Like many of the tales, the Clerk's can be read as a reflection of the teller, living in a celibate all male community. The Prioress' sentimental anti-antisemitism can be read similarly as the expression of a particular background, in this case an all female celibate and sheltered but cultured background. She would never have met any Jews. ( I don't want to re-read either.)
    ..
    The Wife of Bath and the Franklin give a very different picture of an ideal marriage.

    I did the Franklin for my exams at school. Clearly it is the most acceptable picture of marriage for many nowadays. Unfortunately, the Franklin himself is the least characterful of the principal narrators.
    Previously JonathanB

    The more I read, the more I shall covet to read. Robert Burton The Anatomy of Melancholy Partion3, Section 1, Member 1, Subsection 1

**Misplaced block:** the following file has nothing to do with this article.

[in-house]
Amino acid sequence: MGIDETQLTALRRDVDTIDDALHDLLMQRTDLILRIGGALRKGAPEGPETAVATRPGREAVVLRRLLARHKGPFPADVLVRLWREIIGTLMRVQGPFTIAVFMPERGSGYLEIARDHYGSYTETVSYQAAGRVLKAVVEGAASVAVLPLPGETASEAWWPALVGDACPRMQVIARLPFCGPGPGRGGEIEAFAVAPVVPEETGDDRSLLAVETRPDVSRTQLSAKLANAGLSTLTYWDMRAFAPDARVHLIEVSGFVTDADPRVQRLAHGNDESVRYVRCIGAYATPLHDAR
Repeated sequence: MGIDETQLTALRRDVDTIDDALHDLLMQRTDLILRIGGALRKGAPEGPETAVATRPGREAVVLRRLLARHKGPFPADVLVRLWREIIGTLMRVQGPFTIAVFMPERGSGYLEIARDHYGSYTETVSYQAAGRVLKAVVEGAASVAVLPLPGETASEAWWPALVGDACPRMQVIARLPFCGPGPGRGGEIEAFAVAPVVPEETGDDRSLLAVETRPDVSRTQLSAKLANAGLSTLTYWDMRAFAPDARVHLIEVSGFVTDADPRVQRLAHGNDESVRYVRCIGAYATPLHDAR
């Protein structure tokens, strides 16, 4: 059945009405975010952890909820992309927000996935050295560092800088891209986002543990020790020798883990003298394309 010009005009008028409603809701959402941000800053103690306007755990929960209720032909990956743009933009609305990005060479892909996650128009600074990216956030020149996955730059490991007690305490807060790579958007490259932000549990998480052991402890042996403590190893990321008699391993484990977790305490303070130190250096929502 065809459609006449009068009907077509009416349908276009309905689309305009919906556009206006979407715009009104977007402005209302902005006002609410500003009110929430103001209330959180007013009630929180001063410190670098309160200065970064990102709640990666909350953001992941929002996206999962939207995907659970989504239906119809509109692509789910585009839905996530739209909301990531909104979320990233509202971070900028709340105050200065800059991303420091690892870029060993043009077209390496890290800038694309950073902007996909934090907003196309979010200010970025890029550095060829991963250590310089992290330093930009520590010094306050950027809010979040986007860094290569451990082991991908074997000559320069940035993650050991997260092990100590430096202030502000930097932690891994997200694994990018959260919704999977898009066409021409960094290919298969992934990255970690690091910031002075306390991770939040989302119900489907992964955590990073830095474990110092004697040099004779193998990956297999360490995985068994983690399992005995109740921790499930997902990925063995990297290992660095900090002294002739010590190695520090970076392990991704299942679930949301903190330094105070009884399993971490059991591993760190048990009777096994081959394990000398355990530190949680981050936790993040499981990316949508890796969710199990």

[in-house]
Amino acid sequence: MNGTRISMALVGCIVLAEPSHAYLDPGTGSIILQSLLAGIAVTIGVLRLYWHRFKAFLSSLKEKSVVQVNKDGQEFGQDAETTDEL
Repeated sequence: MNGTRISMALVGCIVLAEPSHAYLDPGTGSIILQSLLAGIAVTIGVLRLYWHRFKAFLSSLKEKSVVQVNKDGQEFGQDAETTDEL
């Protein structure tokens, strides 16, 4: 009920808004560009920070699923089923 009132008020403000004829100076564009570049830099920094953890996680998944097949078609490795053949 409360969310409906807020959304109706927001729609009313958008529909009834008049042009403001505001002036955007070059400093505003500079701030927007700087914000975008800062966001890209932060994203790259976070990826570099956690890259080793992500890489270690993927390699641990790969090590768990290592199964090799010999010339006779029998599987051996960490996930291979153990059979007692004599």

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    On the road, but not! Danik 2016's Avatar
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    I was very indignant at Boccaccio's Griselda story specially as it was taken up by several authors, for example by the German protestant author Hans Sachs, who made a play out of it emphasizing its morals.
    "You can always find something better than death."
    Jacob and Wilhelm Grimm, The Bremen Town Musicians

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    On the road, but not! Danik 2016's Avatar
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    I was very indignant at Boccaccio's Griselda story specially as it was taken up by several authors, for example by the German protestant author Hans Sachs, who made a play out of it emphasizing its morals.
    "You can always find something better than death."
    Jacob and Wilhelm Grimm, The Bremen Town Musicians